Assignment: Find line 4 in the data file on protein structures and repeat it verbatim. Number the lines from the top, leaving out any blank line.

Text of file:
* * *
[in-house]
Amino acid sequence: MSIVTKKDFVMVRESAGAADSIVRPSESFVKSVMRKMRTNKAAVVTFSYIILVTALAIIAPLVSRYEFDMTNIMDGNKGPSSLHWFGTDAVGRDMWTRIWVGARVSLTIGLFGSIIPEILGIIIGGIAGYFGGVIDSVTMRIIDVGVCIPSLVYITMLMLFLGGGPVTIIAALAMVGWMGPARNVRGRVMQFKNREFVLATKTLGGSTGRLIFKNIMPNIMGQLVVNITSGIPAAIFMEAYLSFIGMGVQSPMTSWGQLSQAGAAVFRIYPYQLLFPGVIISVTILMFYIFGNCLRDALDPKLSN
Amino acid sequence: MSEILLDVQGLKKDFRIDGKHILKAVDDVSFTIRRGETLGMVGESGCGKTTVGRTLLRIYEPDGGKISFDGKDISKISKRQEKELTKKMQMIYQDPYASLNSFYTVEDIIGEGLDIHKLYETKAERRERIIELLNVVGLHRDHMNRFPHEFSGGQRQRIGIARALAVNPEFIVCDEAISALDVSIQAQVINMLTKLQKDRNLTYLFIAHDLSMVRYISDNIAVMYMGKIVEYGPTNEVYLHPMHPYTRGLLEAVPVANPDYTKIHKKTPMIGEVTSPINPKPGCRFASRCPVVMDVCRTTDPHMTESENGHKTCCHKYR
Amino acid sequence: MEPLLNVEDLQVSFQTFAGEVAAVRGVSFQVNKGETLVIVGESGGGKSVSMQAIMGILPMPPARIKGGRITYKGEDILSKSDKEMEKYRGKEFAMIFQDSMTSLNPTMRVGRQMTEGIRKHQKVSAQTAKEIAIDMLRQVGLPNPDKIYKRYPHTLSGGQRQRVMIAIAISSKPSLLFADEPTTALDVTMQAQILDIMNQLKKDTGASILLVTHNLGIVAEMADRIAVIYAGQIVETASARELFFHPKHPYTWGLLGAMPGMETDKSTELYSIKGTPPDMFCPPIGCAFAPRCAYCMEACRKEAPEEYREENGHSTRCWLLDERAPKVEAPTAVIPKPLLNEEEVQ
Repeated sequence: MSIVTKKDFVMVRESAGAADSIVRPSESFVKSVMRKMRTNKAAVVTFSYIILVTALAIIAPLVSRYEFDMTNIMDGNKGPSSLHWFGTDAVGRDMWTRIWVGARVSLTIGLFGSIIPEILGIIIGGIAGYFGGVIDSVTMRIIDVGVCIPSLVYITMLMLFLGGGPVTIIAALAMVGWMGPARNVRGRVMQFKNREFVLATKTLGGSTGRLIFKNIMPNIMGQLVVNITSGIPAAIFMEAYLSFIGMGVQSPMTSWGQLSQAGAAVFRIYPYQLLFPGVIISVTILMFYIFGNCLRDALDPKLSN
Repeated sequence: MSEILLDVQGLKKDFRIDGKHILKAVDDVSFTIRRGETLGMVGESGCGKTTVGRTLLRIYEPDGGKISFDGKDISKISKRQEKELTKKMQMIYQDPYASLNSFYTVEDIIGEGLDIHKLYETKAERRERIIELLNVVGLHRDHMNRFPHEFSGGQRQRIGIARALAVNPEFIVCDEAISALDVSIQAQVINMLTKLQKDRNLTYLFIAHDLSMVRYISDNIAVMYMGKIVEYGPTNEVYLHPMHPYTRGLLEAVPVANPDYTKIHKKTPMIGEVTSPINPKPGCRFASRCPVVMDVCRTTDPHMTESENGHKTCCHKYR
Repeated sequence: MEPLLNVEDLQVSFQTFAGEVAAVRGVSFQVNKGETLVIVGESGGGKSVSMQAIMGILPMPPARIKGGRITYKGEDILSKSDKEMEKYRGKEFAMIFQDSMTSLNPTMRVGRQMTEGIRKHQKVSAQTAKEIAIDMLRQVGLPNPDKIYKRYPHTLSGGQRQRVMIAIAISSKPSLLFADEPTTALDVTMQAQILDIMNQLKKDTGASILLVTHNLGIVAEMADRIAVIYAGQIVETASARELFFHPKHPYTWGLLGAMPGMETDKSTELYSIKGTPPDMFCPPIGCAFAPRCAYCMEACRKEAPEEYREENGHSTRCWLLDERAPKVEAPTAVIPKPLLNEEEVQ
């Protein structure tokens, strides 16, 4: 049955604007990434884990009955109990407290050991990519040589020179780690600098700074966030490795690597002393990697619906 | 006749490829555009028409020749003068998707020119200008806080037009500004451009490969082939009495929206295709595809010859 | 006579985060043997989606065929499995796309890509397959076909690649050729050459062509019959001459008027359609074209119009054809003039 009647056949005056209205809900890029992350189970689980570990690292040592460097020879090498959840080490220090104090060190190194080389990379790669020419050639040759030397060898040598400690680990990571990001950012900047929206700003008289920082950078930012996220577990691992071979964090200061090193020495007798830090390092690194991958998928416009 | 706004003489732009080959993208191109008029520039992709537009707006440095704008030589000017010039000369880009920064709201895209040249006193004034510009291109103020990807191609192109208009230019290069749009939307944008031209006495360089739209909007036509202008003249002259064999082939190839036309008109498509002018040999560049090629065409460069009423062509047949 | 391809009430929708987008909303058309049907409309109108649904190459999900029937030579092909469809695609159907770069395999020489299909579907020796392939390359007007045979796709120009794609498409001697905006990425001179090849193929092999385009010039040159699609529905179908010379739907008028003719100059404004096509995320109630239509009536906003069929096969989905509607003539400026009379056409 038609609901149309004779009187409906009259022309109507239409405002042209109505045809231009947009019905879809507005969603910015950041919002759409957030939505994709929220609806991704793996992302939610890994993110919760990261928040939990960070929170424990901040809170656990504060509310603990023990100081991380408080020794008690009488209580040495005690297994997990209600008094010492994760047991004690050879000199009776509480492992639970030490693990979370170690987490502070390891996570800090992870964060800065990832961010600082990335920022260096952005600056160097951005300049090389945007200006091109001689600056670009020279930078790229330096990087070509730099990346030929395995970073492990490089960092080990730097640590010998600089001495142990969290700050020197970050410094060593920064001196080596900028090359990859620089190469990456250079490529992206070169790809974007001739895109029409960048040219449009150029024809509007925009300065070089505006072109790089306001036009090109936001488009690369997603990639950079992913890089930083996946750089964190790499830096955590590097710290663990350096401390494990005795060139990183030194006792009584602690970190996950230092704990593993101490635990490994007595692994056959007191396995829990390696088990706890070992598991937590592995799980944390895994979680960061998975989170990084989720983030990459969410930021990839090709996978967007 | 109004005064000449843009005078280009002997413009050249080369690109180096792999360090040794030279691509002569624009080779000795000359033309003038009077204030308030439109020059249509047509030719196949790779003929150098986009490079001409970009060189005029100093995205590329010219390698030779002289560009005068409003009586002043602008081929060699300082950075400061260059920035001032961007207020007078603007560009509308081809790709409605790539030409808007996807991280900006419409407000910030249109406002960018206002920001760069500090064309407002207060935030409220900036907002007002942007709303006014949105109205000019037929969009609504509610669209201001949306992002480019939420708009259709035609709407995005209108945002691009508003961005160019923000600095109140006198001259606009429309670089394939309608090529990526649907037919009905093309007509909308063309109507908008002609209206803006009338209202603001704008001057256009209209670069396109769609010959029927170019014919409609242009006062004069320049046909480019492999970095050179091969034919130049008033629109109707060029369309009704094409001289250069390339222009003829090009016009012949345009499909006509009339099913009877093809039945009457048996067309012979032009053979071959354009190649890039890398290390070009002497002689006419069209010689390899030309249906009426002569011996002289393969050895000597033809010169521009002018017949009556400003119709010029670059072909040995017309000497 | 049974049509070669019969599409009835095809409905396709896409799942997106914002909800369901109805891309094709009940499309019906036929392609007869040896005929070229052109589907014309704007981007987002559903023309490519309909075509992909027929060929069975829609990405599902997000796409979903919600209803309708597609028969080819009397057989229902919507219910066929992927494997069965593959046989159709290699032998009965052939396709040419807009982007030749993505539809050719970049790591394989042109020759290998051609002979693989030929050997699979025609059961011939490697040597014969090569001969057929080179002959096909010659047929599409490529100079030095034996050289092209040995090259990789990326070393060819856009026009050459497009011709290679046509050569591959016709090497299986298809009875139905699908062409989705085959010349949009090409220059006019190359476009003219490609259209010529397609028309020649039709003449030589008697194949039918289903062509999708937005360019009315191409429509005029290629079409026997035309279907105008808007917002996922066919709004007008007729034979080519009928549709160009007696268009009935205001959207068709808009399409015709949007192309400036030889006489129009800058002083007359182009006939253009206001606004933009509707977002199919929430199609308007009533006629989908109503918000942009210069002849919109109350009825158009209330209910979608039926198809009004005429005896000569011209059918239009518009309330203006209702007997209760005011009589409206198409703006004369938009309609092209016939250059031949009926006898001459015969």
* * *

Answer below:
Amino acid sequence: MEPLLNVEDLQVSFQTFAGEVAAVRGVSFQVNKGETLVIVGESGGGKSVSMQAIMGILPMPPARIKGGRITYKGEDILSKSDKEMEKYRGKEFAMIFQDSMTSLNPTMRVGRQMTEGIRKHQKVSAQTAKEIAIDMLRQVGLPNPDKIYKRYPHTLSGGQRQRVMIAIAISSKPSLLFADEPTTALDVTMQAQILDIMNQLKKDTGASILLVTHNLGIVAEMADRIAVIYAGQIVETASARELFFHPKHPYTWGLLGAMPGMETDKSTELYSIKGTPPDMFCPPIGCAFAPRCAYCMEACRKEAPEEYREENGHSTRCWLLDERAPKVEAPTAVIPKPLLNEEEVQ